When The LEGO Movie was released back in 2014, its success was, fair to say, something of a surprise to a lot of moviegoers. Based on a cash-cow toy franchise made up of several disparate lines without a clear narrative focus to home in on, it’s a movie that shouldn’t have worked. But, in the hands of writer/directors Phil Lord and Christopher Miller, it did work – thanks to a unique mix of childlike imagination, out-there storytelling, clever pop-culture references, luscious visuals and a wonderfully meta last-act twist that hit many adults in the audience right in the feels. In fact, everything was pretty awesome.
So, after the interim LEGO Batman Movie, we now have the official Second Part (the film’s original subtitle). And while writer/producers Lord and Miller have vacated the director’s chair this time around – Trolls’ Mike Mitchell does the honours here – their stamp is still all over the finished product.
The LEGO Movie 2 takes much of what made the first film successful and builds on it – the story tangents are often more surreal, the references come thick and fast, the animation is top-notch. Its biggest stumbling block, though, is that it’s lost the element of surprise.
To the story, then. It’s been five years since the destructive DUPLO invaders crashed down in Bricksburg, and Master Builder Emmet (Chris Pratt) and co are now residing in the dusty wasteland of Apocalypseburg. Everything is not awesome, as Emmet’s girlfriend Lucy (Elizabeth Banks) growls – not that it’s dented Emmet’s seemingly limitless optimism.
But the town soon faces a new threat when General Mayhem (Brooklyn Nine-Nine’s Stephanie Beatriz) swoops down from outer space to kidnap Lucy, Batman (Will Arnett) and the gang and take them to her leader – Queen Watevra Wa-Nabi (Tiffany Haddish), a sinister shape-shifter who claims she wants to unite their two worlds. It’s left to Emmet to mount a rescue mission, teaming up with space rogue Rex Dangervest (also Pratt) – a cooler, broodier doppelganger of himself – to bring his pals back. But in order to save the day, he’s going to have to grow up, get real and learn to become a “Master Destroyer”…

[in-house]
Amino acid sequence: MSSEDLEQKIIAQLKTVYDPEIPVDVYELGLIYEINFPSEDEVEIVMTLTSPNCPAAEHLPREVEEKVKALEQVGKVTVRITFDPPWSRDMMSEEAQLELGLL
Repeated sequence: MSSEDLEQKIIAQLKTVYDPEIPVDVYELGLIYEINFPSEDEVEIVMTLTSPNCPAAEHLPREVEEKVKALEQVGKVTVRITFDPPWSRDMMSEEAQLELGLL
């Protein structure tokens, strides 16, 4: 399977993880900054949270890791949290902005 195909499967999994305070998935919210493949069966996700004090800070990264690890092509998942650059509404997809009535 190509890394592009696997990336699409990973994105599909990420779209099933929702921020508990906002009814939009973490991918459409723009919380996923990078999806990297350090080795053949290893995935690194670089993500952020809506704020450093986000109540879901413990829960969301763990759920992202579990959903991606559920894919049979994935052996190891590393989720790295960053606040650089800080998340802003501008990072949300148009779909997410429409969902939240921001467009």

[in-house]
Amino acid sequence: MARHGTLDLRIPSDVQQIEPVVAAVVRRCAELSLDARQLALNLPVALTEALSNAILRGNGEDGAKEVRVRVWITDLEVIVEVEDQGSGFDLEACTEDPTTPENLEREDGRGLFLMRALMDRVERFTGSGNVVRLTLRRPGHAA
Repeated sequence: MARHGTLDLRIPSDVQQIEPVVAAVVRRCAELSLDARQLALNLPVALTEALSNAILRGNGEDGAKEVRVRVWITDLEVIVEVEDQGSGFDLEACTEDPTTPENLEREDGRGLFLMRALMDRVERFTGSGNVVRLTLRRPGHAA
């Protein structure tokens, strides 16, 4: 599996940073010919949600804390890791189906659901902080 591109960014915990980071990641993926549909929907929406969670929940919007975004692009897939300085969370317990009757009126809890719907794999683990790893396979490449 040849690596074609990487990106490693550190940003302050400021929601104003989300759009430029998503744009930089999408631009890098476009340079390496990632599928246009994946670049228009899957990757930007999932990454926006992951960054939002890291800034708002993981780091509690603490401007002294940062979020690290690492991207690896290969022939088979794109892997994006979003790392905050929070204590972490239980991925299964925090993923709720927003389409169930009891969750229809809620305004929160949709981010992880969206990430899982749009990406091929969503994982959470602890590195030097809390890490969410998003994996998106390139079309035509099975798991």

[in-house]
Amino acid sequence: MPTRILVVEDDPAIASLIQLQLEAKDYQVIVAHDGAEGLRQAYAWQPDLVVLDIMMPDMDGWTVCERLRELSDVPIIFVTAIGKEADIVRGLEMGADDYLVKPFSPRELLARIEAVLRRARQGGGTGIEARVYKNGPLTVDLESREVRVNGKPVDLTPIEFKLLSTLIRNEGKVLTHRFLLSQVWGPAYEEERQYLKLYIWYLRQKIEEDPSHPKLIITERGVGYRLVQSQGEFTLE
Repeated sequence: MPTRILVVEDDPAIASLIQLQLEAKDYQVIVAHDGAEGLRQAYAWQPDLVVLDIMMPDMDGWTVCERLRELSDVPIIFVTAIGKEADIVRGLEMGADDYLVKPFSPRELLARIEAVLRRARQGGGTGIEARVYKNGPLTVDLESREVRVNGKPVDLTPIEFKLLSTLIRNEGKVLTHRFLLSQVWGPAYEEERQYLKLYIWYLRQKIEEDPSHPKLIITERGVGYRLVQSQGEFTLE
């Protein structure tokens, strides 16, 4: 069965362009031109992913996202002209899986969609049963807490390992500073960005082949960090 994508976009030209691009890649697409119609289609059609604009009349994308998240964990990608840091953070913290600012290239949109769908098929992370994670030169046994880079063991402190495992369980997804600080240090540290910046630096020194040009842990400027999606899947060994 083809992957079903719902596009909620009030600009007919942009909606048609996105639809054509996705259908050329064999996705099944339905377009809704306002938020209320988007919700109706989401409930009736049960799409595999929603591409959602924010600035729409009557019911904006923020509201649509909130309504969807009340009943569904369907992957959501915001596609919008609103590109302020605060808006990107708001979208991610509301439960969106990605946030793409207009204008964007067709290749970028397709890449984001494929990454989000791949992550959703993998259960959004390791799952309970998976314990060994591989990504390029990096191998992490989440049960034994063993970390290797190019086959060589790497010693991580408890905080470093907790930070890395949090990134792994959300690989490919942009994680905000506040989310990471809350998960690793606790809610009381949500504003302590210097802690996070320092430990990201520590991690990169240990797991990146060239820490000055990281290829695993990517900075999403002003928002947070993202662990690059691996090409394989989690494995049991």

After the surprise real-world reveal at the end of the last movie, there was nowhere really for the sequel to go other than to embrace that element and weave it more closely – and more immediately – into the plot. And so we get to see a lot more of the human siblings – the now teenage Finn (Jadon Sand) and a more grown-up Bianca (Brooklynn Prince), who are at war themselves. If the first film was about fathers and sons, this one is about brothers and sisters – and the trials of growing up together.
Having Finn and Bianca serve as dual story architects for the LEGO world is an interesting conceit, especially when it plays around with the idea of who is actually the real “villain”. But it also muddies the narrative waters – resulting in a film that feels less streamlined than the first – and carries less emotional weight, too. The LEGO Movie’s ending was one of the great cinematic rug-pulls, but that door is now open; while cleverly seeded, the sequel’s real-world shenanigans just don’t have the same impact.
Still, while it doesn’t exactly break new ground, there’s loads to enjoy in The LEGO Movie 2. Like the first movie, the visual and narrative imagination on display is boundless, echoing the LEGO sentiment that you can literally build anything you can set your mind to. From the Mad Max vibe of Apocalypseburg to the rainbow-tinged reaches of outer space, Lord and Miller push their more bizarre ideas even further this time out – and the animators really step up to accommodate them. More LEGO lines are added to the toolbox – the best new additions being Dangervest’s Jurassic World-riffing crew of velociraptor companions – while the likeable voice cast is, as ever, game for a laugh.
The film also has its fair share of knowing gags – mostly at the expense of Warner Bros’ big-screen DC properties, although there are a few good-natured pokes at Marvel and Disney, too. And while some of the supporting characters feel a bit short-changed, Arnett’s LEGO Batman again steals many of the best lines – his petty feud with LEGO Superman (Channing Tatum) continues to pay comic dividends, while his gruff duet with Haddish’s Watevra Wa-Nabi, Gotham City Guys, in which he rap-references all of the onscreen Batmen that have come before him, provides one of the film’s musical highlights.
So, while The LEGO Movie 2 might not feel as fresh as the original, it’s still a funny, visually impressive and commendably eccentric follow-up. One word of warning, though: as potentially annoying as it may be, the film’s theme tune – aptly titled Catchy Song – will get stuck inside your head. After several in-film reprises, there’s no fighting it…
The Lego Movie 2 is in UK cinemas now. You can read about the coolest tie-in LEGO kits from the film here.